that has changed radically the kinds of tv that getand the way that the people who make tv think of it as its capacitiesthe kinds of things that can be talked about. it's a much more visual medium. there are a lot of different things. sophie: i suppose also with the advent of soci media, people -- the viewers have a more direct relationship with program producer how has that affected your life as a television critic? everyone is their own critic, i suppose.nk emily: i that's true, but i actually don't think it is a bad thin me, the essential thing about s levision as a medium is its relationship with dience. it is one of the reasons i prefer never to compare tv to movies and books, because to me tv's distinctiveness is in the loop it has with its audience, the mass audience speaking back to tv and the people who me tv responding to what the audience does.
2:52 pm
i think this has been true the whole time, and it is part of what i emphasize in the book. t r me as a television critic, the main thing ts changed is that there is too much to keepp with, and like anybody else i am riding the waves of the massive amounts of production. sophie: ok, emily nussbaum, u.really great to talk to thanks very much indeed. emily: thank you so much for having me. sophie: the haunting ruins of the titanic have long captured the imagination, from the first scientific exploration of the wreckage to the portrayal on the silver screen. divers have now returned to the site for the first time in more than a decade, and what they found is disturbing. the once proud ship is disappearing, due to bacteria. rebecca morelle has this exclusive report. rebecca: at the bottom of the atlantic, nearly 4000 meters down, the most famous wreck of all time. this is the bow of the titanic, still recognizable more than 100 yes after she sank.
2:53 pm
it is the first time people have been down to see it fo emselves for nearly 15 years. but while some of the wreck is intact, other parts have disappeared altogeth n probably the most shocking area of deteriorats the starboard side where thequ captain'ters are. the captain's bathtub is a favorite image among titanic enthusiasts, and that is now gone. that whole deck house on theap side is cong. rebecca: microbes are eating away at the metal, creating stalactites of rust that dangle from the ship. amazingly, the glass in the portholes is still in place, giving a tantalizing glimpse into the titanic's past. it was the biggest shi its time, setting sail from g uthampton in 1912 on its maiden voyage head new york. but it never made it. it sank after hitting an iceberg. 1500 people lost their lives.
2:54 pm
these incredibly ornate slippers belon' to one of the titanic' first-class passengers. a fashion buyer who was on her way to new york, she was one of the lucky ones she survived, and she brought with her this musical toy pig ththat she played to sooth children on the overcrowded lifeboats. every one of the precious artifacts at the nationaleu maritime mtell a story. but exploring the titanic is also crucial. >> i think it is still important to go down and visit the wreck. the wreck itself is the only witness we have got of the titanic disaster. all the survivors have passed away. so i think it is important to e e wreck, as it still has something to say. rebecca: the team are no analyzing the footage they are -- they have captured to assess ng before the titanic is lost to the sea. rebecca morelle, bbc news.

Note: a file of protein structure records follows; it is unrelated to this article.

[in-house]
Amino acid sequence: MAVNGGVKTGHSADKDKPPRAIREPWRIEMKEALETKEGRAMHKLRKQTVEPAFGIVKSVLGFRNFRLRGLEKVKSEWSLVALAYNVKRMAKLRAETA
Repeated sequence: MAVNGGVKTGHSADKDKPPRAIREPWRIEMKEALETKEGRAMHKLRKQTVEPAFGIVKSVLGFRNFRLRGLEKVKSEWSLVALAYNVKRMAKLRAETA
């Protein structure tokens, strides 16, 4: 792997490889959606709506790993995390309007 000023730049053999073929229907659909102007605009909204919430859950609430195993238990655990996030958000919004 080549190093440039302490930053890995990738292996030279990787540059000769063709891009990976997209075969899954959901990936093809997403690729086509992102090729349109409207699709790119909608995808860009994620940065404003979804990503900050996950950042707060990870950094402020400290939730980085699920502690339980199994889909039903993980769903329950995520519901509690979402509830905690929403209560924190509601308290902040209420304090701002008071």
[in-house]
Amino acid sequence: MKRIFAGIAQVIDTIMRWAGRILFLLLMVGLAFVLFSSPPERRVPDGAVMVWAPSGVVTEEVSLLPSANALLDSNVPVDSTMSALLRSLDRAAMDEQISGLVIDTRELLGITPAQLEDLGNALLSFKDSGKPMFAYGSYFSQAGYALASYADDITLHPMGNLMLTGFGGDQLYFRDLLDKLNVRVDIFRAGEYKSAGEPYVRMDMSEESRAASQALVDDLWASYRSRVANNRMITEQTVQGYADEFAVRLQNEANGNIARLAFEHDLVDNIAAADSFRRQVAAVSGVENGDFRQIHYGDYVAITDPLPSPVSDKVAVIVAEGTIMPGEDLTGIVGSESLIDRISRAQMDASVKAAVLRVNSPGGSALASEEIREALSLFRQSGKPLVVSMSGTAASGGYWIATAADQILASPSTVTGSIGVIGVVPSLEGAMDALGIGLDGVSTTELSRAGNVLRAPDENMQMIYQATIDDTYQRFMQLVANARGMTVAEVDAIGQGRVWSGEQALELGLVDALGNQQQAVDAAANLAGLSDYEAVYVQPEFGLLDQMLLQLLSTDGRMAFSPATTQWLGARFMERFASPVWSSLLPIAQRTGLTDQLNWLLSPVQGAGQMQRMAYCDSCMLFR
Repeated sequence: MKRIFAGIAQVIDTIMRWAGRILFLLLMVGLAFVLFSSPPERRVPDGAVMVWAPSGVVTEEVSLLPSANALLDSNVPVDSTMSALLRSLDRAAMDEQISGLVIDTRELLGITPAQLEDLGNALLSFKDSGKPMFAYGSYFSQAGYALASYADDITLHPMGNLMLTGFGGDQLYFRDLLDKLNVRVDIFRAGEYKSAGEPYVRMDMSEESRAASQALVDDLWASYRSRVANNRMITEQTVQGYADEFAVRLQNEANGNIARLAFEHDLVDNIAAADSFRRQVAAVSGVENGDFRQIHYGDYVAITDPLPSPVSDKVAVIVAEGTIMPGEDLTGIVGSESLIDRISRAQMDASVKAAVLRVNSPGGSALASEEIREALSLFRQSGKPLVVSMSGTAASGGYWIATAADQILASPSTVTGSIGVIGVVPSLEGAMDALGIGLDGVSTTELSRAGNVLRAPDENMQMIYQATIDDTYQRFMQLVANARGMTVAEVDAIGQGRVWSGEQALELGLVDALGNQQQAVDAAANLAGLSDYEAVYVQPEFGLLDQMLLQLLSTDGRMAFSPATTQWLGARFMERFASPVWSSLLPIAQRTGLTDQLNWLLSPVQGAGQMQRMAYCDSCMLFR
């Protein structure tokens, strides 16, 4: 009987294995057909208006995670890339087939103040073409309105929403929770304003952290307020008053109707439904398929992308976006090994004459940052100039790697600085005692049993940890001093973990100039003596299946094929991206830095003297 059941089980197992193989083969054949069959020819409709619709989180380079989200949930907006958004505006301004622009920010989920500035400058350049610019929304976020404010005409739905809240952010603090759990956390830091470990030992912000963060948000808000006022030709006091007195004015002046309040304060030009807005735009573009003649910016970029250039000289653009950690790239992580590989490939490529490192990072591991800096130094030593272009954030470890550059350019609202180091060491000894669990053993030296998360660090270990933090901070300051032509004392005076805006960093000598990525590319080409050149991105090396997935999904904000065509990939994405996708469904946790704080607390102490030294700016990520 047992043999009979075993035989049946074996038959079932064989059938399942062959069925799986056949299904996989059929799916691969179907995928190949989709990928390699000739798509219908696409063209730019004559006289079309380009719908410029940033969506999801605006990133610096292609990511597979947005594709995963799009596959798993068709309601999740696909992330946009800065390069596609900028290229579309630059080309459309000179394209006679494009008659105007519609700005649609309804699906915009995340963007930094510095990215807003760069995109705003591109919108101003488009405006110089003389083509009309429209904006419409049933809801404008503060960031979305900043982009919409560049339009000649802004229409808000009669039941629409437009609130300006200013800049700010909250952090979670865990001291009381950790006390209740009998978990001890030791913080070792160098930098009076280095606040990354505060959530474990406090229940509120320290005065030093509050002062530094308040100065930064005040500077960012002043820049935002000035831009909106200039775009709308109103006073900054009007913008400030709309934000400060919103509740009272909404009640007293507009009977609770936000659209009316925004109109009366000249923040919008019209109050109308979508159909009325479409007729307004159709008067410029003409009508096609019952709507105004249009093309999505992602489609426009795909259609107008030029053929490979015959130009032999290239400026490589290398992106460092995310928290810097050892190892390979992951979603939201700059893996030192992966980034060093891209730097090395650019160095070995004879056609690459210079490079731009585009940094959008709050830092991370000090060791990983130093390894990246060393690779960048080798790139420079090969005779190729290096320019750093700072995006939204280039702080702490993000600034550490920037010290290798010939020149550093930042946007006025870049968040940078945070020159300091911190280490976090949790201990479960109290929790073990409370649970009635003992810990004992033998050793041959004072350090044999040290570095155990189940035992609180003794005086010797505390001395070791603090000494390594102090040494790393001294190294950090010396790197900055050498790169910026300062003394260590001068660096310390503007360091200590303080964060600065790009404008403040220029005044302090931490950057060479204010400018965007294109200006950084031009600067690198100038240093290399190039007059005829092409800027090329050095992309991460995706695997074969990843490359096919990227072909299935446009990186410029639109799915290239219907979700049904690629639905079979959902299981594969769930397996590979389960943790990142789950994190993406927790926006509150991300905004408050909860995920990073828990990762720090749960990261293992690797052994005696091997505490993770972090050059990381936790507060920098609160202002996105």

2:55 pm
sophie: just before we go, a bit of news from the unique intersection bween entertainment and politics. sean spicer had to be quick on his feet when dealing with the media as president trump's press secretary. now he is gog to behi strutting s stuff in the next series of "dancing with the stars." spicer says he is looking forward the role, tweeting today that "it is time to have some fun he joins several other celebrities including basketball player lamar odom and actor james van der beek. just about it from us, but remember, you can find more of all the day's news on our website, and to see what we're working on at any point, make sure to check us out on facebook. i am sophie long. thank you for announcer: funding for this presentation is made possible by... the freeman foundation; by judy and peter blum-kovler foundation,
2:56 pm
pursuing solutions for america's neglected needs; and by contributions to this pbs station from viewers like you. thank you. to make sure facts and the truth are driving conversation. "washington week" is an island of civil discourse me a chaotic media environ. on friday night, we gather the best reporters in the nation to unpack what's really happening and have a conversation that's not about point of view but about informing the american people. "nouncer: "washington wee friday nights only on pbs.
2:57 pm
2:58 pm
2:59 pm
3:00 pm
captioning sponsored by newshour productions, llc >> brangham: good evening, i'm william brangham. judy woodruff is away. on the newshour tonight, expanding detention-- the white house moves to rewrite the rules on immigration, throwing out the caps on how long migrantli fa can be held in custody. plus... >> i am the chosen one.ha >> bra ...another day, another freewheeling talk with reporters. our yamiche alcindor was there and breaks down what was on the president's mind then, icy relations. president trump abrupt cancels his upcoming visit to denmark, nlter the scandinavian nation declares that grd is not for sale. and, nature trails versus oil drills-- the shifting political landscape of the western wilderness.

20 Views

info Stream Only

Uploaded by TV Archive on